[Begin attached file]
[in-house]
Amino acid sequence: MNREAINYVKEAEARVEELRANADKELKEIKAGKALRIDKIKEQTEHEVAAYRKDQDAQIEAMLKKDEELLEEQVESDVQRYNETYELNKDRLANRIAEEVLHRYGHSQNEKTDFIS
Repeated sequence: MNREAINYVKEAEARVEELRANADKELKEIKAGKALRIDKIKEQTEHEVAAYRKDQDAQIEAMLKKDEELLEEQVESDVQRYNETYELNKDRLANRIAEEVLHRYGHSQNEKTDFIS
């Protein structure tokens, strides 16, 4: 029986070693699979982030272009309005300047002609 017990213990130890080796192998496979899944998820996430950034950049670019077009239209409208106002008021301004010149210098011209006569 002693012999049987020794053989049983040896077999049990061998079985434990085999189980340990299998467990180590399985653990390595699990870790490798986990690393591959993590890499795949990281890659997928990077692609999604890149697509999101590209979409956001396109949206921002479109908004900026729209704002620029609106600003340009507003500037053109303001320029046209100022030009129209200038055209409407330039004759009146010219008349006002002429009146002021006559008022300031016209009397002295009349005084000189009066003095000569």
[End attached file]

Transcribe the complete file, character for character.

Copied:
[in-house]
Amino acid sequence: MNREAINYVKEAEARVEELRANADKELKEIKAGKALRIDKIKEQTEHEVAAYRKDQDAQIEAMLKKDEELLEEQVESDVQRYNETYELNKDRLANRIAEEVLHRYGHSQNEKTDFIS
Repeated sequence: MNREAINYVKEAEARVEELRANADKELKEIKAGKALRIDKIKEQTEHEVAAYRKDQDAQIEAMLKKDEELLEEQVESDVQRYNETYELNKDRLANRIAEEVLHRYGHSQNEKTDFIS
């Protein structure tokens, strides 16, 4: 029986070693699979982030272009309005300047002609 017990213990130890080796192998496979899944998820996430950034950049670019077009239209409208106002008021301004010149210098011209006569 002693012999049987020794053989049983040896077999049990061998079985434990085999189980340990299998467990180590399985653990390595699990870790490798986990690393591959993590890499795949990281890659997928990077692609999604890149697509999101590209979409956001396109949206921002479109908004900026729209704002620029609106600003340009507003500037053109303001320029046209100022030009129209200038055209409407330039004759009146010219008349006002002429009146002021006559008022300031016209009397002295009349005084000189009066003095000569």